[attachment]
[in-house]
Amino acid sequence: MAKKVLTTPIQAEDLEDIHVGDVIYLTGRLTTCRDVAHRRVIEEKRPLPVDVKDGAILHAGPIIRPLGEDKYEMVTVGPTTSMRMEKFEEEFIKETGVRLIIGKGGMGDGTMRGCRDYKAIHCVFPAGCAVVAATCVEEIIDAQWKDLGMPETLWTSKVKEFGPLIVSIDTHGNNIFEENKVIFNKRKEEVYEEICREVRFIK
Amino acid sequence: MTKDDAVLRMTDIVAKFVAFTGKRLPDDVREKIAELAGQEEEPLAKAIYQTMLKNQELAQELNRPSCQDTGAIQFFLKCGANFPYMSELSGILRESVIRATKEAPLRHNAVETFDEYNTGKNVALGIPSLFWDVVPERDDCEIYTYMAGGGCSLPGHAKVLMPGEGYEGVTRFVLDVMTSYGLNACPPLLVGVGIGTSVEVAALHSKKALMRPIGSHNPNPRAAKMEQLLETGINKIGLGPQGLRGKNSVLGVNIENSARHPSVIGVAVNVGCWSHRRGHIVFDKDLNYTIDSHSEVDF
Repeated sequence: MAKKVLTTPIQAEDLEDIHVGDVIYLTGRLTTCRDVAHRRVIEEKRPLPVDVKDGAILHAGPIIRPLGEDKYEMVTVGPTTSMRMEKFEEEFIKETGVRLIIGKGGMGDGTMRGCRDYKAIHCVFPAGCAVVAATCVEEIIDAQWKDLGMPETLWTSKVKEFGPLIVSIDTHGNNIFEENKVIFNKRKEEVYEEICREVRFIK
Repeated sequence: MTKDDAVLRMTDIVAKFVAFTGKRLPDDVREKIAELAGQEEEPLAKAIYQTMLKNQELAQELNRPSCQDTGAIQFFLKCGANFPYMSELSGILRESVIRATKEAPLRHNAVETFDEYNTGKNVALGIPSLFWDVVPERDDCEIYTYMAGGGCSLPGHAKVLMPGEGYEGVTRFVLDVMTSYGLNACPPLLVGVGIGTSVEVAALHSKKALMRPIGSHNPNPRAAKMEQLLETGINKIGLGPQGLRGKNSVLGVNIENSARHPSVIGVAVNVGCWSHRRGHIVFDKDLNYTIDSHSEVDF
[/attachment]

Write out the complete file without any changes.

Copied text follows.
[in-house]
Amino acid sequence: MAKKVLTTPIQAEDLEDIHVGDVIYLTGRLTTCRDVAHRRVIEEKRPLPVDVKDGAILHAGPIIRPLGEDKYEMVTVGPTTSMRMEKFEEEFIKETGVRLIIGKGGMGDGTMRGCRDYKAIHCVFPAGCAVVAATCVEEIIDAQWKDLGMPETLWTSKVKEFGPLIVSIDTHGNNIFEENKVIFNKRKEEVYEEICREVRFIK
Amino acid sequence: MTKDDAVLRMTDIVAKFVAFTGKRLPDDVREKIAELAGQEEEPLAKAIYQTMLKNQELAQELNRPSCQDTGAIQFFLKCGANFPYMSELSGILRESVIRATKEAPLRHNAVETFDEYNTGKNVALGIPSLFWDVVPERDDCEIYTYMAGGGCSLPGHAKVLMPGEGYEGVTRFVLDVMTSYGLNACPPLLVGVGIGTSVEVAALHSKKALMRPIGSHNPNPRAAKMEQLLETGINKIGLGPQGLRGKNSVLGVNIENSARHPSVIGVAVNVGCWSHRRGHIVFDKDLNYTIDSHSEVDF
Repeated sequence: MAKKVLTTPIQAEDLEDIHVGDVIYLTGRLTTCRDVAHRRVIEEKRPLPVDVKDGAILHAGPIIRPLGEDKYEMVTVGPTTSMRMEKFEEEFIKETGVRLIIGKGGMGDGTMRGCRDYKAIHCVFPAGCAVVAATCVEEIIDAQWKDLGMPETLWTSKVKEFGPLIVSIDTHGNNIFEENKVIFNKRKEEVYEEICREVRFIK
Repeated sequence: MTKDDAVLRMTDIVAKFVAFTGKRLPDDVREKIAELAGQEEEPLAKAIYQTMLKNQELAQELNRPSCQDTGAIQFFLKCGANFPYMSELSGILRESVIRATKEAPLRHNAVETFDEYNTGKNVALGIPSLFWDVVPERDDCEIYTYMAGGGCSLPGHAKVLMPGEGYEGVTRFVLDVMTSYGLNACPPLLVGVGIGTSVEVAALHSKKALMRPIGSHNPNPRAAKMEQLLETGINKIGLGPQGLRGKNSVLGVNIENSARHPSVIGVAVNVGCWSHRRGHIVFDKDLNYTIDSHSEVDF